you can still make use of your strong cycle: load it with corals, hq feed, water changes, be guiding out the bad growths vs permitting them, active reefing, then fallow the tank for 80 days then add the qt fish. that could work well
 
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z33_fan

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Pretty sure it needs to be at 4ppm or lower. Others will chime in. When dosing the ammonia did you account for the water displaced by the rock and sand? I.E you may have 100 gallon tank, however your rock and sand take up 15 gallons (not actual numbers)
Therefore you need to dose for 85 gallons.
I dosed it for 40gallons, this may explain why I had a crazy ammonia spike, I may not have calculated the correct amount of ammonia to add. I have about 50 lbs of rock and 40 pounds of sand and now that I’m thinking of it, it might hold less water than 40 gallons.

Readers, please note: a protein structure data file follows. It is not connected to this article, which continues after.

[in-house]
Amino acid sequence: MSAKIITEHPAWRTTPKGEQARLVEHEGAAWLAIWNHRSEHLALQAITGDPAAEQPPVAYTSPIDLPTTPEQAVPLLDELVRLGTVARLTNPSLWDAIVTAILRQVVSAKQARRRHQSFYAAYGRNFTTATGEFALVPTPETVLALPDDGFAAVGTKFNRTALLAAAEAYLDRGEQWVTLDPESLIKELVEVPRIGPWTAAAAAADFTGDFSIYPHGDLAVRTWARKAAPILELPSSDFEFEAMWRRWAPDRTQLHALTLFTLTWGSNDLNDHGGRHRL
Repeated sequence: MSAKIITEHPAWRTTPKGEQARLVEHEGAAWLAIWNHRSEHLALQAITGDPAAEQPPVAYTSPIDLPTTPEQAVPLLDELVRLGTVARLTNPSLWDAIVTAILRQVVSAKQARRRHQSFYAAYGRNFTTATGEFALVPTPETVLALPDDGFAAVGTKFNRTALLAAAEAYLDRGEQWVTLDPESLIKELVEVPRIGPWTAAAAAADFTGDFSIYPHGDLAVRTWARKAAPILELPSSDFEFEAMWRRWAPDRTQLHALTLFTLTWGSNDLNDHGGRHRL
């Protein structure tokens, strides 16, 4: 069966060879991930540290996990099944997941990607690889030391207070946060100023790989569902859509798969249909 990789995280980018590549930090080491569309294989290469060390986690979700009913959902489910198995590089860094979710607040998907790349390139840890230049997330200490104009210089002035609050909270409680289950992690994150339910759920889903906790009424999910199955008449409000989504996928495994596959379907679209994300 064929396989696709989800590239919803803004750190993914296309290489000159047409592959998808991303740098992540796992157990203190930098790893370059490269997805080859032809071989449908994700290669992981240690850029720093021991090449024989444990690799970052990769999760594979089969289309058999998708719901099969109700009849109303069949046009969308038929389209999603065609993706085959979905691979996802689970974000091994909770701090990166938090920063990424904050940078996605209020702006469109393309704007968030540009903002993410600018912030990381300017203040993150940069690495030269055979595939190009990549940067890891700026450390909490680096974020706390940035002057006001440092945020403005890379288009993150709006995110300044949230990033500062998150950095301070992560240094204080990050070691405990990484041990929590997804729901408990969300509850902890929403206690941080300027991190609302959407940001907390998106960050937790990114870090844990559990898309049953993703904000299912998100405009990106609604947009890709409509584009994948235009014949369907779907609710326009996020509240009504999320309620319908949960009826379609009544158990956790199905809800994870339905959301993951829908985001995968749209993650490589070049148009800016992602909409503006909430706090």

brandon429

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that happens commonly. check this one out, went to 8 ppm :)

and then after water change....a full reef:
 
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brandon429

why did you put a reef in that
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see how the old rule was about waiting for the random wastewater to clear, plus it didn't factor in test kit misreads

the new way is about submersion timing dates, we can trust them. and full water changes to level out the variances we all impart.
 

Azedenkae

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These readings have not changed virtually at all since the 20th. Ph 8.2, ammonia 0.25ppm, nitrite 5.0 And nitrate is 40ppm. I have read conflicting information about doing a water change while cycling, so I’m reaching out for help to this awesome community.